Inducted - Minneapolis 1986
John was born of Croatian parents on February 9, 1927, in Library, Pennsylvania. Both his mother and father, who migrated to this country from Croatia, were tambura players; his mother played the bugarija and his father played the bass and prim. John was the only child of five to survive infancy.
At age six, John was already studying the violin with private lessons. Not long thereafter he began to pick up the tamburitza instruments that were available in the Gregurich household. All five of the instruments that comprise the tamburitza family -- the brac, prim, cello, bugarija, and bass -- were all eventually mastered through study.
In addition to his love of music and his tamburas, John was an outstanding athlete during his high school years. As a result, he was offered two football scholarships -- one at the University of Southern California and also at the University of Maryland. Simultaneously, because of his versatility with the tamburas, he was being rushed with a scholarship to Duquesne University in Pittsburgh, Pennsylvania, and an offer to join the Duquesne University Tamburitzans under the direction of Matt Gouze.
Following his high school graduation in June of 1944, he followed his heart and first love. He accepted the Duquesne University scholarship and became the well-rounded, versatile instrumentalist while majoring in history and political science.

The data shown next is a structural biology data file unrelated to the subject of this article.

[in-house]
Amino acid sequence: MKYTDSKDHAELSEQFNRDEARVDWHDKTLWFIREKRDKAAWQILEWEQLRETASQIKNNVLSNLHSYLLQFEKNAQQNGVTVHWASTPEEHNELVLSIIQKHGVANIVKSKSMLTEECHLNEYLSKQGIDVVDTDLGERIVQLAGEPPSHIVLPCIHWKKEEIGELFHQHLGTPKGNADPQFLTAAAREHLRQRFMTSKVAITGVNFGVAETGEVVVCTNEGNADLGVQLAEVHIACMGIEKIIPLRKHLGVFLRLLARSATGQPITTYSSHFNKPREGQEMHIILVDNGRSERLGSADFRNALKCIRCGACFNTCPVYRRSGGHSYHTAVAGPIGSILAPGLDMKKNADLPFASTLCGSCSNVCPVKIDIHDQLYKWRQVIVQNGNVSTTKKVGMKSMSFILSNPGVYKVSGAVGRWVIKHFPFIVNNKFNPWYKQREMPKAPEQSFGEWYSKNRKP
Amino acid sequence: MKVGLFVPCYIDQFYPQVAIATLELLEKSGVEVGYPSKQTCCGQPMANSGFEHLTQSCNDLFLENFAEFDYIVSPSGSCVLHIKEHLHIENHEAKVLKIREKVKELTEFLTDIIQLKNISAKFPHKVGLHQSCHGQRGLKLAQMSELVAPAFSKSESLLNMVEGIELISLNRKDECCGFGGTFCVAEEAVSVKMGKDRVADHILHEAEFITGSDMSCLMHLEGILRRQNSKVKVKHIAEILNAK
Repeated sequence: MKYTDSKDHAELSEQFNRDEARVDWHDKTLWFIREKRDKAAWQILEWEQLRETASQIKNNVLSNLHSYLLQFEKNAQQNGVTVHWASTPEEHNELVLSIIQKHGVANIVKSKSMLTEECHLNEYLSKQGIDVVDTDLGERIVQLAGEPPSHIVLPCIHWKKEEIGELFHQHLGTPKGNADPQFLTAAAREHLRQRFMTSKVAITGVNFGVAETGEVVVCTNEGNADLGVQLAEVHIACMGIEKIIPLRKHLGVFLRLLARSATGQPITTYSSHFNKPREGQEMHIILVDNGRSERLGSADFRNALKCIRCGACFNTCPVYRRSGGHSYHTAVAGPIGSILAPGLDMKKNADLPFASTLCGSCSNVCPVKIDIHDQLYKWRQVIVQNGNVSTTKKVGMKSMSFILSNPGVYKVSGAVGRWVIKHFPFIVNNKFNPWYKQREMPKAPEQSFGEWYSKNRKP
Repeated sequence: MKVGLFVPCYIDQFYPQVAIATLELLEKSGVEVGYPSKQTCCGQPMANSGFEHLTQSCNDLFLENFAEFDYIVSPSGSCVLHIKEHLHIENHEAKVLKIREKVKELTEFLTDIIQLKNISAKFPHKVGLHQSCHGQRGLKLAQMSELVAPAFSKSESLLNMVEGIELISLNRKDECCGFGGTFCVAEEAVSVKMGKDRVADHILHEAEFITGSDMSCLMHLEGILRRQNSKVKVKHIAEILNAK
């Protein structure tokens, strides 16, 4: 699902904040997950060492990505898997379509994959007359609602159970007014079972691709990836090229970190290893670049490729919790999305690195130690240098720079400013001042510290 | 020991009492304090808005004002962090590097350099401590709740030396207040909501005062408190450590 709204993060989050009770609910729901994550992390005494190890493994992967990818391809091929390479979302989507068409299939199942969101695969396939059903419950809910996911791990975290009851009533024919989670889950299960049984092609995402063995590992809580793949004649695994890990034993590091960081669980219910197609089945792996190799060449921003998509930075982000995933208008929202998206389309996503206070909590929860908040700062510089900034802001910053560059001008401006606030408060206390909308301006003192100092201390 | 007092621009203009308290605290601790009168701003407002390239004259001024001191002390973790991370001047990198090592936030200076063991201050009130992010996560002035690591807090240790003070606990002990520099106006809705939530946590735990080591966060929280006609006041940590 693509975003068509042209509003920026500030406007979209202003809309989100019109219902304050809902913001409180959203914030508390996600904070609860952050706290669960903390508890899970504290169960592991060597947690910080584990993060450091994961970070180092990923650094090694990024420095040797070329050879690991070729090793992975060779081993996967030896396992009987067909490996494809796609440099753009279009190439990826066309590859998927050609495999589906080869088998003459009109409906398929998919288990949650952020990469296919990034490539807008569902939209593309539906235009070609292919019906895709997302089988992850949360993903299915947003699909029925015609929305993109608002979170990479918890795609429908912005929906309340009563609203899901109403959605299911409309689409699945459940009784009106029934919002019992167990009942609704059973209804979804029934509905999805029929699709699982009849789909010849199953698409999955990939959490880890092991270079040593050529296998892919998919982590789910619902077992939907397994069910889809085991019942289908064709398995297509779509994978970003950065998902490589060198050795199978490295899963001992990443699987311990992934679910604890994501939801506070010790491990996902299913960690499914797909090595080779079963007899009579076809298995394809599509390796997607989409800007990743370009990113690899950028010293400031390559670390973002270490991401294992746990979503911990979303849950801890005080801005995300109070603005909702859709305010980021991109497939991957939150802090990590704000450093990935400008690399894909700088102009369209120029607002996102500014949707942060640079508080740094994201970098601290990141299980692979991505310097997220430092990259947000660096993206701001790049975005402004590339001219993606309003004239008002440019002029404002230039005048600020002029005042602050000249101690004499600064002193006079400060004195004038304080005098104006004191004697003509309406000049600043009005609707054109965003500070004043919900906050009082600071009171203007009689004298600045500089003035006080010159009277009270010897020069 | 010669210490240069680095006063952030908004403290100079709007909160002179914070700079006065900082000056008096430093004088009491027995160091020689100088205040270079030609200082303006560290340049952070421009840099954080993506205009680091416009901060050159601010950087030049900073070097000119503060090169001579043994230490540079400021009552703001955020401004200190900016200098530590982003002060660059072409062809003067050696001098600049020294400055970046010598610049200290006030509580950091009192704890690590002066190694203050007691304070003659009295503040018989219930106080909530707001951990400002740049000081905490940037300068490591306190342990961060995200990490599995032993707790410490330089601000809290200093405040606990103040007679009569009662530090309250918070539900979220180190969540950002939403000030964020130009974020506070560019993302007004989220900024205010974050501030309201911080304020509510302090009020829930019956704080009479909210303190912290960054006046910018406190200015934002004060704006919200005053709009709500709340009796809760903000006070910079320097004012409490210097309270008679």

A year of study at Duquesne while performing with the Tamburitzans was interrupted by Uncle Sam who also sought his services. Following Gregurich's stint in the Air Force, he returned to his studies at Duquesne University where he graduated with a Bachelor of Arts degree in 1953.
He surged forward and began composing and arranging tamburitza music in the early 1950's. In 1952, one of his original compositions, Tamburitza Sweetheart, was recorded on a 78 r.p.m. Other original compositions followed, including Gypsy Music, Tamburitza Waltz, Mala Jadranska Ruza and Od Srce ... all of which were recorded. Od Srce was so appealing and had made such a hit that a major music company in New York City saw fit to purchase it.
Tamburitza Waltz became the beloved theme song for the Pittsburgh Tamburitzans and has remained so to the present day. Croatian lyrics to such songs as Milica and Tuzna Djera were original inspirations of John Gregurich.
As a musician, composer/arranger in his own right, and as a recording artist, John's talent and enthusiasm spread. He became lead brac player for the Kossovo Tamburitza orchestra who also recorded three albums on the Greyko Recording label.
Gregurich then formulated his own Greyko Tamburitza Recording Orchestra who not only recorded but performed throughout the U.S. and Canada for 20 years. They documented and recorded for posterity some of the finest tamburitza music ever heard.
In 1953, Gregurich became the Assistant Director of the All University Tamburitzans, a collegiate 30-piece ensemble, under the capable direction of Matt Gouze.
John's tamburitza teaching and conducting of the Pittsburgh Tamburitzans is legend. With that group alone, his musical concert tours have taken him coast to coast through the U.S. and Canada, as well as four concert tours in Europe and New Zealand.
Greyko Recording Company, under John Gregurich's direction, has become the largest manufacturer of Yugoslav long-play albums, tapes, and cassettes in the United States, including broad selections of tamburitza and polka music.
Return to Hall of Fame Membership List